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Australian Jewish girls’ school principal convicted of sexual abuse charges



A former principal of a Jewish girls school in Australia, Malka Leifer, has been found guilty of sexually abusing two female students, bringing to an end a nine-year legal battle that had strained relations between the Australian and Israeli governments.

The issue also caused a strain in the Australian Jewish community, according to a report in the Voice of Alexandria.

Leifer, 56, a Tel Aviv-born mother of eight, was convicted on Monday on 18 counts including rape, but was acquitted of nine other charges.

She was accused of sexually abusing several students including three sisters, Nicole, Dassi and Elly Meyer.

State prosecutors told trial judge Mark Gamble that Leifer abused the students between 2003 and 2007 at the Adass Israel School, an ultra-Orthodox school in Melbourne where she was head of religion and later principal, as well as at her Melbourne home and at rural school camps.

Lead prosecutor Justin Lewis told jurors that Leifer tended to have a sexual interest in girls when they were teenage students at the school and when those same girls were student teachers.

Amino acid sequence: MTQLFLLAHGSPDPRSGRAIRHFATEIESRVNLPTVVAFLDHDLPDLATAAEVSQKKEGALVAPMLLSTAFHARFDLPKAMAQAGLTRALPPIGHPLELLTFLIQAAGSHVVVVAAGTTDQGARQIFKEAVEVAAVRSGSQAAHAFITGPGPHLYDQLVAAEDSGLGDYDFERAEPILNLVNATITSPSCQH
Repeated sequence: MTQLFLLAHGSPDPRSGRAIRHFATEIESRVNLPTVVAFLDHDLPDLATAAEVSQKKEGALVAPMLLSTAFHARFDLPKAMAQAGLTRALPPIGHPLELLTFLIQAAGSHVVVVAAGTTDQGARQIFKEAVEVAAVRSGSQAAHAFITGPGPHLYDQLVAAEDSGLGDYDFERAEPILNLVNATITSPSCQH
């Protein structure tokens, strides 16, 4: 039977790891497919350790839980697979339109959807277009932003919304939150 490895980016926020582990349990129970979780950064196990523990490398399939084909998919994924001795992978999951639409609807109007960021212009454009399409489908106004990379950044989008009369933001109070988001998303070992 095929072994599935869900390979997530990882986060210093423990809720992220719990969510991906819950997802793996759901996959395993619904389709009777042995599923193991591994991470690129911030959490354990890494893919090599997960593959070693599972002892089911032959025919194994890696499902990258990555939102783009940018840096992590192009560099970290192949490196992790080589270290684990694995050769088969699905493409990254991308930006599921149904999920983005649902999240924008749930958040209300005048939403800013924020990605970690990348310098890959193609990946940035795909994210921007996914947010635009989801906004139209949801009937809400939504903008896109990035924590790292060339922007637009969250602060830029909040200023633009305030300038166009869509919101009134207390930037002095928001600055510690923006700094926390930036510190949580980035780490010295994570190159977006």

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Lewis said Leifer engaged in sexual activities with them and took advantage of their vulnerability, ignorance in sexual matters, and her own position of authority.

The allegations first came to light in late 2007 or early 2008, when Erlich disclosed information to a social worker in Israel.

In the months and years that followed, Erlich’s two sisters also came forward with claims Leifer had sexually abused them.

The three sisters alleged the offending took place on school grounds, in locked staff offices, on school camps and at Leifer’s home when the victims were around 12, 14 and 16 shortly after Leifer’s arrival at the school from Israel in 2001.

In a statement, the new principal of the Adass Israel School, Aaron Strasser, apologised to the survivors of Leifer’s abuse.

“We are sorry for the distress they have suffered and the impact of that abuse on their lives and families.

“We commend the survivors’ bravery in coming forward,” she said.

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